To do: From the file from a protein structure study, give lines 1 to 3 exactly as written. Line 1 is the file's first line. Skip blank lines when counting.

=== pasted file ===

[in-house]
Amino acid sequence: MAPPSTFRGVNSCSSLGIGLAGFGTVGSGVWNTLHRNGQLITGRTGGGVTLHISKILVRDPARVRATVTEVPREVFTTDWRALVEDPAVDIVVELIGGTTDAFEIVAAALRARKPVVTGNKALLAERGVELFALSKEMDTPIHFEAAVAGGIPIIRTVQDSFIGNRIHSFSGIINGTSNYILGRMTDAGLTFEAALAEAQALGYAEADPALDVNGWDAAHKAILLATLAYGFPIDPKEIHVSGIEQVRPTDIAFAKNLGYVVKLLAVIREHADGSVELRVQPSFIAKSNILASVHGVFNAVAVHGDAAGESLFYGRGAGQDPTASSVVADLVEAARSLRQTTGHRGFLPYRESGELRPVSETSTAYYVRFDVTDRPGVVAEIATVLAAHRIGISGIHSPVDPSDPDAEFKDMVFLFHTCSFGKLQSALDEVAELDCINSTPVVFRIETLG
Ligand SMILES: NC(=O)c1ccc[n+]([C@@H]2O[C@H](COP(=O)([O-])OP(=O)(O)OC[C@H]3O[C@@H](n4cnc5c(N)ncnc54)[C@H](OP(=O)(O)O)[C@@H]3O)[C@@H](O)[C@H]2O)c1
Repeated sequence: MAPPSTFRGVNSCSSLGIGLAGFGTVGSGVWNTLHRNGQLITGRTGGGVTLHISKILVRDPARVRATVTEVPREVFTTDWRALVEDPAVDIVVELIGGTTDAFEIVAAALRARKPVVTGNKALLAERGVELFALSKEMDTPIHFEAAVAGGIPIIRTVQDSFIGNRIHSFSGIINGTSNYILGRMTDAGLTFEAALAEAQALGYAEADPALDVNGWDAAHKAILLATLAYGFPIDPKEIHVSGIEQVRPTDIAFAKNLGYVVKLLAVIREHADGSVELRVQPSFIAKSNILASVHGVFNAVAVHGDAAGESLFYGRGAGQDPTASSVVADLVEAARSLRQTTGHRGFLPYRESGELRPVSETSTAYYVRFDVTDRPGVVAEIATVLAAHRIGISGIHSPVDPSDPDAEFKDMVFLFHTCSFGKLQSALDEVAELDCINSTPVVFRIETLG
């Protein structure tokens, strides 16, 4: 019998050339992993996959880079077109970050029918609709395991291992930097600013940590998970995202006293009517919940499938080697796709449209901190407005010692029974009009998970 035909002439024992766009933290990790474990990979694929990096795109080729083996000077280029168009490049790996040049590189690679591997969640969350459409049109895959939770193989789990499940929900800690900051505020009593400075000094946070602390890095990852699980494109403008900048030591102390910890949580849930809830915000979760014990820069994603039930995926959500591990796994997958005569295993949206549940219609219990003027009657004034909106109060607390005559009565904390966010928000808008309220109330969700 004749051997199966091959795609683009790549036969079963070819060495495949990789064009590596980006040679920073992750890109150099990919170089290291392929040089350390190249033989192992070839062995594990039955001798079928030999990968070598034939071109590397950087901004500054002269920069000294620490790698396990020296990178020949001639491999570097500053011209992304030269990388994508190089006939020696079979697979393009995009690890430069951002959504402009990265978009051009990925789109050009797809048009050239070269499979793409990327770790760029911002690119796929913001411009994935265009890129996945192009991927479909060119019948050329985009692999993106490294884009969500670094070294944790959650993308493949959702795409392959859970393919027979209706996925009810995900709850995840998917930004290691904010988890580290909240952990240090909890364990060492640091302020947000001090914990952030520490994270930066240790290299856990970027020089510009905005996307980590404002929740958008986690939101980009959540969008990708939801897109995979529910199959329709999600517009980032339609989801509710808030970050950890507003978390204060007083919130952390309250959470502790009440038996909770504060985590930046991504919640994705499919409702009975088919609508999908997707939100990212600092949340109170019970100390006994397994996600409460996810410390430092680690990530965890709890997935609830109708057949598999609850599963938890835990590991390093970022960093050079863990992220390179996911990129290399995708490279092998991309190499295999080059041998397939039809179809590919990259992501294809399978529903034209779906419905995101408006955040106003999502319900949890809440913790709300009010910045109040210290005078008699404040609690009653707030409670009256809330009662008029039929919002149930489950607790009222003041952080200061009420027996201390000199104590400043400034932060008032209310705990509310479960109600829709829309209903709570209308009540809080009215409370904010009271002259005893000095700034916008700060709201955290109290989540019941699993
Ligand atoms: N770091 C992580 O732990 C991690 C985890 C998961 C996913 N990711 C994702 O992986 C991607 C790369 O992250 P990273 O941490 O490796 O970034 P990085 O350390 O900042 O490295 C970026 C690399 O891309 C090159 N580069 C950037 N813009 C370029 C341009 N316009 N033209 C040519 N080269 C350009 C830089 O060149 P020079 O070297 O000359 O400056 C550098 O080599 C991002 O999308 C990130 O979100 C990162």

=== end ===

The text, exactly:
[in-house]
Amino acid sequence: MAPPSTFRGVNSCSSLGIGLAGFGTVGSGVWNTLHRNGQLITGRTGGGVTLHISKILVRDPARVRATVTEVPREVFTTDWRALVEDPAVDIVVELIGGTTDAFEIVAAALRARKPVVTGNKALLAERGVELFALSKEMDTPIHFEAAVAGGIPIIRTVQDSFIGNRIHSFSGIINGTSNYILGRMTDAGLTFEAALAEAQALGYAEADPALDVNGWDAAHKAILLATLAYGFPIDPKEIHVSGIEQVRPTDIAFAKNLGYVVKLLAVIREHADGSVELRVQPSFIAKSNILASVHGVFNAVAVHGDAAGESLFYGRGAGQDPTASSVVADLVEAARSLRQTTGHRGFLPYRESGELRPVSETSTAYYVRFDVTDRPGVVAEIATVLAAHRIGISGIHSPVDPSDPDAEFKDMVFLFHTCSFGKLQSALDEVAELDCINSTPVVFRIETLG
Ligand SMILES: NC(=O)c1ccc[n+]([C@@H]2O[C@H](COP(=O)([O-])OP(=O)(O)OC[C@H]3O[C@@H](n4cnc5c(N)ncnc54)[C@H](OP(=O)(O)O)[C@@H]3O)[C@@H](O)[C@H]2O)c1